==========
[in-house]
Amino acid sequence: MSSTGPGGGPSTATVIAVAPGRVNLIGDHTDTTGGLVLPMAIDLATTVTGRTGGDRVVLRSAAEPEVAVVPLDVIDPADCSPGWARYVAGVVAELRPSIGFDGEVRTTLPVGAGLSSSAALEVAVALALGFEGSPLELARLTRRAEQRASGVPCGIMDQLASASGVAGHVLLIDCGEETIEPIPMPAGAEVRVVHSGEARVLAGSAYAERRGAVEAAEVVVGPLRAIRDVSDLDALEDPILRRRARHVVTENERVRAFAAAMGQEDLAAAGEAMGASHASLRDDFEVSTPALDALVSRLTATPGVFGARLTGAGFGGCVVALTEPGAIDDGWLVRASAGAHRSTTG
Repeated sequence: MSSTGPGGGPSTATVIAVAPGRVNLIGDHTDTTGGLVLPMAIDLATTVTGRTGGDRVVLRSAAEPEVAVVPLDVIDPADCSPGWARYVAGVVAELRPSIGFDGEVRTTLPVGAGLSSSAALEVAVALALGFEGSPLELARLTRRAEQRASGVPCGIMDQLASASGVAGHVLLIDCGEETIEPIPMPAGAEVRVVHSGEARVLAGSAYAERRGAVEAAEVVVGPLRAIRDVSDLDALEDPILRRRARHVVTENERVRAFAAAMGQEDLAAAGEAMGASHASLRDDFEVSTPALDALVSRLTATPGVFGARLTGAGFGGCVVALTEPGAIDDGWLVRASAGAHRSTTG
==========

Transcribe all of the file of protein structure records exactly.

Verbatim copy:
[in-house]
Amino acid sequence: MSSTGPGGGPSTATVIAVAPGRVNLIGDHTDTTGGLVLPMAIDLATTVTGRTGGDRVVLRSAAEPEVAVVPLDVIDPADCSPGWARYVAGVVAELRPSIGFDGEVRTTLPVGAGLSSSAALEVAVALALGFEGSPLELARLTRRAEQRASGVPCGIMDQLASASGVAGHVLLIDCGEETIEPIPMPAGAEVRVVHSGEARVLAGSAYAERRGAVEAAEVVVGPLRAIRDVSDLDALEDPILRRRARHVVTENERVRAFAAAMGQEDLAAAGEAMGASHASLRDDFEVSTPALDALVSRLTATPGVFGARLTGAGFGGCVVALTEPGAIDDGWLVRASAGAHRSTTG
Repeated sequence: MSSTGPGGGPSTATVIAVAPGRVNLIGDHTDTTGGLVLPMAIDLATTVTGRTGGDRVVLRSAAEPEVAVVPLDVIDPADCSPGWARYVAGVVAELRPSIGFDGEVRTTLPVGAGLSSSAALEVAVALALGFEGSPLELARLTRRAEQRASGVPCGIMDQLASASGVAGHVLLIDCGEETIEPIPMPAGAEVRVVHSGEARVLAGSAYAERRGAVEAAEVVVGPLRAIRDVSDLDALEDPILRRRARHVVTENERVRAFAAAMGQEDLAAAGEAMGASHASLRDDFEVSTPALDALVSRLTATPGVFGARLTGAGFGGCVVALTEPGAIDDGWLVRASAGAHRSTTG